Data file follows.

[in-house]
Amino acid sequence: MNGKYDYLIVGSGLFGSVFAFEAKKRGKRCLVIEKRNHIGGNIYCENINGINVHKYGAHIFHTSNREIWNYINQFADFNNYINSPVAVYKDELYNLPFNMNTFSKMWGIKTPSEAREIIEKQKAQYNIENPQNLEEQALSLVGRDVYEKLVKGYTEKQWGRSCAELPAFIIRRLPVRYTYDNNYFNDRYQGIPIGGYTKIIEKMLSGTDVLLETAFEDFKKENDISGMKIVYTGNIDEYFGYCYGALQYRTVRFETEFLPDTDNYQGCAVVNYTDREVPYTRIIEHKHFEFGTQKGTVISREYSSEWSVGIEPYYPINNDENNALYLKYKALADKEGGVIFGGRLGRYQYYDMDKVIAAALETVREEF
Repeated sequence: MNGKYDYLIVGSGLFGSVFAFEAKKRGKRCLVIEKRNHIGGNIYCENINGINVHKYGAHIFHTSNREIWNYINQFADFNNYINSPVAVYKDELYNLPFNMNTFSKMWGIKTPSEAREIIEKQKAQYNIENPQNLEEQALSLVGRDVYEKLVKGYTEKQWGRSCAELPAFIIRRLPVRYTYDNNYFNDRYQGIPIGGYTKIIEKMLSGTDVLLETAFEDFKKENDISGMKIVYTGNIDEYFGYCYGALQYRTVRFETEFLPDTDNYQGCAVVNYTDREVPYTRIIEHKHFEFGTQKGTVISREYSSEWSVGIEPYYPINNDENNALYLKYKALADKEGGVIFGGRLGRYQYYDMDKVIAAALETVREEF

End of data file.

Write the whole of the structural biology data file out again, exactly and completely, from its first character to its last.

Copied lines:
[in-house]
Amino acid sequence: MNGKYDYLIVGSGLFGSVFAFEAKKRGKRCLVIEKRNHIGGNIYCENINGINVHKYGAHIFHTSNREIWNYINQFADFNNYINSPVAVYKDELYNLPFNMNTFSKMWGIKTPSEAREIIEKQKAQYNIENPQNLEEQALSLVGRDVYEKLVKGYTEKQWGRSCAELPAFIIRRLPVRYTYDNNYFNDRYQGIPIGGYTKIIEKMLSGTDVLLETAFEDFKKENDISGMKIVYTGNIDEYFGYCYGALQYRTVRFETEFLPDTDNYQGCAVVNYTDREVPYTRIIEHKHFEFGTQKGTVISREYSSEWSVGIEPYYPINNDENNALYLKYKALADKEGGVIFGGRLGRYQYYDMDKVIAAALETVREEF
Repeated sequence: MNGKYDYLIVGSGLFGSVFAFEAKKRGKRCLVIEKRNHIGGNIYCENINGINVHKYGAHIFHTSNREIWNYINQFADFNNYINSPVAVYKDELYNLPFNMNTFSKMWGIKTPSEAREIIEKQKAQYNIENPQNLEEQALSLVGRDVYEKLVKGYTEKQWGRSCAELPAFIIRRLPVRYTYDNNYFNDRYQGIPIGGYTKIIEKMLSGTDVLLETAFEDFKKENDISGMKIVYTGNIDEYFGYCYGALQYRTVRFETEFLPDTDNYQGCAVVNYTDREVPYTRIIEHKHFEFGTQKGTVISREYSSEWSVGIEPYYPINNDENNALYLKYKALADKEGGVIFGGRLGRYQYYDMDKVIAAALETVREEF